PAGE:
Motivational orientation: manipulation through films of affective expression

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University of Alabama Libraries

In two studies we examined whether people can “catch” the motivations and emotions expressed by another person. In the Study 1, participants viewed three videos of an individual demonstrating fear, excitement, and neutral reactions while electromyography (EMG) was recorded. After each video, they completed a manikin task where they approached or avoided positive or negative pictures. Participants showed less corrugator activity—associated with negative emotional stimuli and negative mood state—after viewing the excitement video condition. Participants were faster to approach positive pictures after the excitement video than after the fear video. In contrast, participants were faster to approach negative pictures after the fear video than after the excitement video. In study two, participants watched the same videos and then rated their response to the positive and negative pictures used in Study 1. Here, we found that the videos consistently affected the participants to respond complimentary to the pictures.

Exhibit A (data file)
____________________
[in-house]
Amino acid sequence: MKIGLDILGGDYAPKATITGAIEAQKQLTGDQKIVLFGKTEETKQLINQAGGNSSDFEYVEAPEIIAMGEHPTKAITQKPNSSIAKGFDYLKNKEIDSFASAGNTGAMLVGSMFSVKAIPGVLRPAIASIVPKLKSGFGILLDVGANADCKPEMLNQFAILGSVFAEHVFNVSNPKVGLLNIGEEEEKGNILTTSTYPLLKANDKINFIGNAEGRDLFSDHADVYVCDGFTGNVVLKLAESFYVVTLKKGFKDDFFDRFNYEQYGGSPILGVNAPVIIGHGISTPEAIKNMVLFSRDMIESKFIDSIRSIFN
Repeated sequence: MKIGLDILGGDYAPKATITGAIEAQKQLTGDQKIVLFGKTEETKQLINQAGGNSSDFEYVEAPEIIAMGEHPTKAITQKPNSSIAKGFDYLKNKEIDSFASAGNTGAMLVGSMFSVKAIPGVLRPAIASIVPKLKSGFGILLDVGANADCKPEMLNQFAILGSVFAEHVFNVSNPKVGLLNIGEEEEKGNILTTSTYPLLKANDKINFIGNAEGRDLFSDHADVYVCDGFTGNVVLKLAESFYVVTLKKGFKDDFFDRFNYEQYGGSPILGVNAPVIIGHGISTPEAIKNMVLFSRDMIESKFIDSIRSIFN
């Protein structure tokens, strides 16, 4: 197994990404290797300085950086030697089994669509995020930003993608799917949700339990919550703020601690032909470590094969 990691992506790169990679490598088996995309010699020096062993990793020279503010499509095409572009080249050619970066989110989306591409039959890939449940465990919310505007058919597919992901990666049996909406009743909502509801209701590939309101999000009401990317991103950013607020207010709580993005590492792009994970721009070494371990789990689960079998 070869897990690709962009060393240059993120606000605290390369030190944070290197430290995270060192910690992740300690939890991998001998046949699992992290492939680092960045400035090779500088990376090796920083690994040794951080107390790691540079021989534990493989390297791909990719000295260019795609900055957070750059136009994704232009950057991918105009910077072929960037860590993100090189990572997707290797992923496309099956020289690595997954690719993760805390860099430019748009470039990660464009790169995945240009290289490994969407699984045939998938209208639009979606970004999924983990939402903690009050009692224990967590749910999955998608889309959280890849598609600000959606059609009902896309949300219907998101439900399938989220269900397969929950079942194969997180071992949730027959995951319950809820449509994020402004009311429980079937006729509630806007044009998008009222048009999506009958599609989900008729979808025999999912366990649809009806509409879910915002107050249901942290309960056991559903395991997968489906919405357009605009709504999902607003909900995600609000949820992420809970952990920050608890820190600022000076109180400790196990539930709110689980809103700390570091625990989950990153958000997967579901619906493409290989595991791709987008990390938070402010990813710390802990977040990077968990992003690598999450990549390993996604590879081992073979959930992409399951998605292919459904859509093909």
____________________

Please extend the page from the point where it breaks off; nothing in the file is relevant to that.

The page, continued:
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Physiological psychology, Social psychology, Behavioral psychology